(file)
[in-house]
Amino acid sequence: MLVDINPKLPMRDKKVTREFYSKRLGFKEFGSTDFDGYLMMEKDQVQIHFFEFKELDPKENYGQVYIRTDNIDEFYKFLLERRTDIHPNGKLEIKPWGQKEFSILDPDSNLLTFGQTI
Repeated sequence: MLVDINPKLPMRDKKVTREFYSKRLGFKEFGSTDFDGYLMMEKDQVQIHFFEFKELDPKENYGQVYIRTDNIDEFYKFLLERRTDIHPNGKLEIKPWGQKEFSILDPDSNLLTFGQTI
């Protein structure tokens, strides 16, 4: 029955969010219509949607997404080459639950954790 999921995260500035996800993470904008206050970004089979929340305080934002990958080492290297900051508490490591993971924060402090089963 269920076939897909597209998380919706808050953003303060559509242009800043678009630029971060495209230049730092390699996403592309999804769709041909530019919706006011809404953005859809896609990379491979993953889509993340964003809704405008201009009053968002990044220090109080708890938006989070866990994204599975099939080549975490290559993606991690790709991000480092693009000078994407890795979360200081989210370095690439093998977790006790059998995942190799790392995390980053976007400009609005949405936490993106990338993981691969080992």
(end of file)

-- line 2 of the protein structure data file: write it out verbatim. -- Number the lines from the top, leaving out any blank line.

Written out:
Amino acid sequence: MLVDINPKLPMRDKKVTREFYSKRLGFKEFGSTDFDGYLMMEKDQVQIHFFEFKELDPKENYGQVYIRTDNIDEFYKFLLERRTDIHPNGKLEIKPWGQKEFSILDPDSNLLTFGQTI